The Cabinet of Dr. Caligari is one of the earliest films in the genre of horror and thriller and is a great representative of the German Expressionism. The film’s aesthetic style is extremely formalistic, which represents the expressionist movement well, which focused on extremes that defied reality in order to comment on the sense of unease with the current reality of the world following World War I. The film employs sets that realistically make no sense with geometrically impossible angles on structures and other bizarre images. The film also employs an unreliable narrator, which creates an even greater sense of lack of reality. The viewer must decide what they believe or not based on the images put before them. The expressionist movement was a response to realism and director Robert Wiene clearly wanted to present artistic images that caused the viewer to question what they were seeing.
This film is paired excellently with Plato’s The Allegory of the Cave. Plato’s work describes prisoners who are bound in a cave and can only see shadows presented on a wall and nothing else. The prisoners know of no other realty and therefore do not question the truth of it. Plato uses this to describe how we all perceive reality to be all we see and experience, but there is no way of knowing if what we perceive is truly reality. This goes along with the film because Wiene uses all sorts of images such as diagonal walls, zig zagging sidewalks, and unrealistic lighting to convey that the events transpiring are not reality. The story though is believed by the narrator, who is considered insane, but the story is how he perceives reality. He perceives the director as Dr. Caligari and Cesare as a sleepwalker, who kills when commanded to. Those around him perceive reality completely differently and label the man insane, but if they all perceived it through the narrator’s mind as the viewer does and didn’t know any other reality they would believe it. No film is reality, even films that aim to be as realistic as possible are not in fact reality, but this film which is extremely formalistic deliberately portrays images that don’t resemble reality in the slightest. This film is paired perfectly with the reading from Plato because of the connection with perceptions of reality.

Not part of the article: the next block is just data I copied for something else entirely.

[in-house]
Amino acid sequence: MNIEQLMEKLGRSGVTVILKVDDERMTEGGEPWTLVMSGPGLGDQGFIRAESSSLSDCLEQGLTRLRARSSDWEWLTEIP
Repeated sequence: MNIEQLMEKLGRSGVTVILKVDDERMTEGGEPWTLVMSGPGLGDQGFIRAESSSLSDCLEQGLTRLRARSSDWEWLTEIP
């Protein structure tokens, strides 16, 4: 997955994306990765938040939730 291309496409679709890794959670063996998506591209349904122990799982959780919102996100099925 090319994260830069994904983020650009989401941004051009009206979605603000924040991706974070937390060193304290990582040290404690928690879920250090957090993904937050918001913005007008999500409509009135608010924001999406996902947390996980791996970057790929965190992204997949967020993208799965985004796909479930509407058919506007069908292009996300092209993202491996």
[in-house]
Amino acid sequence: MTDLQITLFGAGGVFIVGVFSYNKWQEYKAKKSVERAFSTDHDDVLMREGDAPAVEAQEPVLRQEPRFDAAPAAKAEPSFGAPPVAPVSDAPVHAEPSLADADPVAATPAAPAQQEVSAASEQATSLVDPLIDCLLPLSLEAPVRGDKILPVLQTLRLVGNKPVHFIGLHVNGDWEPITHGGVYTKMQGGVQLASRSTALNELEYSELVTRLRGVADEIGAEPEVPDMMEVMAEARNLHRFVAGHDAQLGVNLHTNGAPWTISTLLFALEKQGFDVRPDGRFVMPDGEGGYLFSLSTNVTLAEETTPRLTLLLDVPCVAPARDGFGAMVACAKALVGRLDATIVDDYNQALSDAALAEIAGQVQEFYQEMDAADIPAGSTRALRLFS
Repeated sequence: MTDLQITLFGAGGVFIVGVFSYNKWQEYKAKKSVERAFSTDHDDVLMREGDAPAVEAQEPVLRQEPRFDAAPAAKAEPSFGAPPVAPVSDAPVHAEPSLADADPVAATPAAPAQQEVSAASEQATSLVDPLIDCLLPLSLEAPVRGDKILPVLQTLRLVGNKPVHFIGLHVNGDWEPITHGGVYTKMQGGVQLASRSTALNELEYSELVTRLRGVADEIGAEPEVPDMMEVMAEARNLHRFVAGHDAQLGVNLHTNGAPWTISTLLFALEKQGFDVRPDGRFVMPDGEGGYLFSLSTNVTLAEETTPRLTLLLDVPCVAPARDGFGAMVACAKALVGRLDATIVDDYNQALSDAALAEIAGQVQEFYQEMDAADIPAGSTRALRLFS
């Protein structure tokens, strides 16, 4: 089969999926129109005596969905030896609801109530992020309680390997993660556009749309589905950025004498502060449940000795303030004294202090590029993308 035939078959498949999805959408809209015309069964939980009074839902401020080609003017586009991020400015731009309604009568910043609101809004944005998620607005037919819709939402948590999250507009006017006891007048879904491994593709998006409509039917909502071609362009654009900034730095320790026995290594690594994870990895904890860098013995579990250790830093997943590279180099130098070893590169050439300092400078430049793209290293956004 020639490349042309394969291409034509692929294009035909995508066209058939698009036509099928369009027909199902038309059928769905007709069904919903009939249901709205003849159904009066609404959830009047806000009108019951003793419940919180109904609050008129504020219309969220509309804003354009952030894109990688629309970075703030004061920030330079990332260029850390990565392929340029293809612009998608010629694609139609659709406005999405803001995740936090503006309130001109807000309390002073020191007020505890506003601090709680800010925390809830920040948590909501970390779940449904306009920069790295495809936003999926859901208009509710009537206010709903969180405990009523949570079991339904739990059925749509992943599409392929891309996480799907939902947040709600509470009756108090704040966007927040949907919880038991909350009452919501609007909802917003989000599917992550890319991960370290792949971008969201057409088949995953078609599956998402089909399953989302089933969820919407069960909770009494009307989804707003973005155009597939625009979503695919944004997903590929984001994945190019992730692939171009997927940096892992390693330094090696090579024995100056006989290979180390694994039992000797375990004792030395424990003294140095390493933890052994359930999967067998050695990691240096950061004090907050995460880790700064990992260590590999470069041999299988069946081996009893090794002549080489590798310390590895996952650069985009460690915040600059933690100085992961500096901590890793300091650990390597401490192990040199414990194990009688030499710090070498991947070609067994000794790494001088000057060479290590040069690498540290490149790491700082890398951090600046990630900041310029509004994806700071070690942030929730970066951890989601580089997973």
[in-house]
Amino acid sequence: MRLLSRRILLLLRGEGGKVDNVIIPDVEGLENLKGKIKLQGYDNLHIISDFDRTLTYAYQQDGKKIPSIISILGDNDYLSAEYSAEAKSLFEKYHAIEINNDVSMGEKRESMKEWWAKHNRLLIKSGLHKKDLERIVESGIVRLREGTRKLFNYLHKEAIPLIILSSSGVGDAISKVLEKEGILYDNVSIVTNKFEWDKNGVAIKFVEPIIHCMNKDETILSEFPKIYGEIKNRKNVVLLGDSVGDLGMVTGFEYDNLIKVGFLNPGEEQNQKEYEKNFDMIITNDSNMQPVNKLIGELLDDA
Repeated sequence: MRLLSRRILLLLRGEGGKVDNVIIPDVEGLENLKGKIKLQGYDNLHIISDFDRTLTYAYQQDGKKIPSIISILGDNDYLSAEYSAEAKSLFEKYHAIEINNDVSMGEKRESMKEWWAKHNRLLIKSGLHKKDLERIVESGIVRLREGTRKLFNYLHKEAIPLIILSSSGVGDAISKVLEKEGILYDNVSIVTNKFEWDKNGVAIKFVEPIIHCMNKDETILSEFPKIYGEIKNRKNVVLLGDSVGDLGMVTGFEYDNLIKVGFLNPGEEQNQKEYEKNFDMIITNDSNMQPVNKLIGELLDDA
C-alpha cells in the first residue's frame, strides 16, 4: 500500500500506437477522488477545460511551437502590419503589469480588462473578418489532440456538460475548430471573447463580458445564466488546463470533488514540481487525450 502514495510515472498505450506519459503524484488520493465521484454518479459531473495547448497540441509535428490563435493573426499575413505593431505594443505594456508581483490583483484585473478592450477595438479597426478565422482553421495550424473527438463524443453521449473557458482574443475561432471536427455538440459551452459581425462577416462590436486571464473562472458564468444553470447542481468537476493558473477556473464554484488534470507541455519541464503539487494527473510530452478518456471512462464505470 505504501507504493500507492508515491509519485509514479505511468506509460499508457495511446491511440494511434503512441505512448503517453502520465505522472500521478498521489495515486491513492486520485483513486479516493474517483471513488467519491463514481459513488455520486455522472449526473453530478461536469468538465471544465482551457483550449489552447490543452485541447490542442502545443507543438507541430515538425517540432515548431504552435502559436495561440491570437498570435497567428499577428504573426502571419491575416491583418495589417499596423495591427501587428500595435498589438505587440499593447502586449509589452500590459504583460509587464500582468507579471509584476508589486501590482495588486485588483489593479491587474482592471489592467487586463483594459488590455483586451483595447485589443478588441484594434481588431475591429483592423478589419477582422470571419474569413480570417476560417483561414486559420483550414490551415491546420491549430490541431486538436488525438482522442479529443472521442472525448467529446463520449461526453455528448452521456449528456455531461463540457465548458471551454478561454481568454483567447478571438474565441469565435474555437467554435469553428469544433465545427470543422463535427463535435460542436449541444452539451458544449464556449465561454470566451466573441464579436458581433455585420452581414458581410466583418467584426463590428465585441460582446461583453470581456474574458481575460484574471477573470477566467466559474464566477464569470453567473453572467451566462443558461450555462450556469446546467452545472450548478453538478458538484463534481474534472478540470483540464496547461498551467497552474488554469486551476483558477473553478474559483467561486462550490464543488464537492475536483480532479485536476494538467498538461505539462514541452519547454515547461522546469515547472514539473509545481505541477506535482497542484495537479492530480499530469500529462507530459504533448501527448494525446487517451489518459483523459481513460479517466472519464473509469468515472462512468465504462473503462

This image shows one set piece with a diagonal wall with strange markings on it and a triangular shaped door.